YOU ARE HERE: LAT HomeCollections

Growth/ A Special Report : Residents Fight to Keep Farmland : Santa Paula: A land-conversion study approved by the City Council and paid for by a developer angers citizens.

February 08, 1990|JANET BERGAMO

Eager to preserve their predominantly rural community, nearly 200 Santa Paula residents packed a City Council meeting this week to oppose possible development of 500 acres of prime agricultural land.

A study being performed by STA of Newport Beach will help decide the future of the privately owned land that lies to the west of city boundaries.

"Every citizen of Santa Paula knows and recognizes that the essence and core of Santa Paula's quality as a community is its environmental character and every citizen who has any pride in the community points proudly to the beauty and bounty of our agriculture," said lifetime resident Tom Beach, who owns citrus and avocado groves on the city's east side.

"A proposal to condemn 500 prime acres to a housing development is a gut punch to the environmental character of the town," he said.

Orange County developer Harry Tancredi, president of Circle T Corp. in Santa Ana, provided the City Council with a $187,000 interest-free loan for the land study in October.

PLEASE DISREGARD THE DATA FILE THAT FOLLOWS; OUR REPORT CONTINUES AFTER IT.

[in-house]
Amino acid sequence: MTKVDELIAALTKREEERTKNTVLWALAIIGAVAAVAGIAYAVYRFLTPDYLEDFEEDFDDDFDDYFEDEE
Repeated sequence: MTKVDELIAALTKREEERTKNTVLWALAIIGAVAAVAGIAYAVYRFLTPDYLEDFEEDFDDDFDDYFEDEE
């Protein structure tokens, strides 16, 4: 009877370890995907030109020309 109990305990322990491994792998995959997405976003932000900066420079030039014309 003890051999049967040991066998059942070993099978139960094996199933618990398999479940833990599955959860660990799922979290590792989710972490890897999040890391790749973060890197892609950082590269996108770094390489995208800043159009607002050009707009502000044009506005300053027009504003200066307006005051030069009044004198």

The deal worried some residents because Tancredi is interested in building between 120 and 150 upscale houses in the section.

But Mayor Les Maland, who at one point threatened to clear the room, reminded Monday night's crowd that the city is under no obligation to annex the land or to permit development.

His words did little to mollify the crowd.

Jim Proctor, a spokesman for the recently created Citizens for Responsible Development, called on the council to cancel its contract with STA.

He also claimed that the City Council had not adequately informed residents about Santa Paula's plans for growth.

Councilwoman Kay Wilson responded that citizen concern was being expressed too late and said residents could have learned of the plans by reading the paper.

The crowd greeted her comments with a resounding chorus of boos.

Another public hearing on the plan is scheduled for Feb. 27.

Los Angeles Times Articles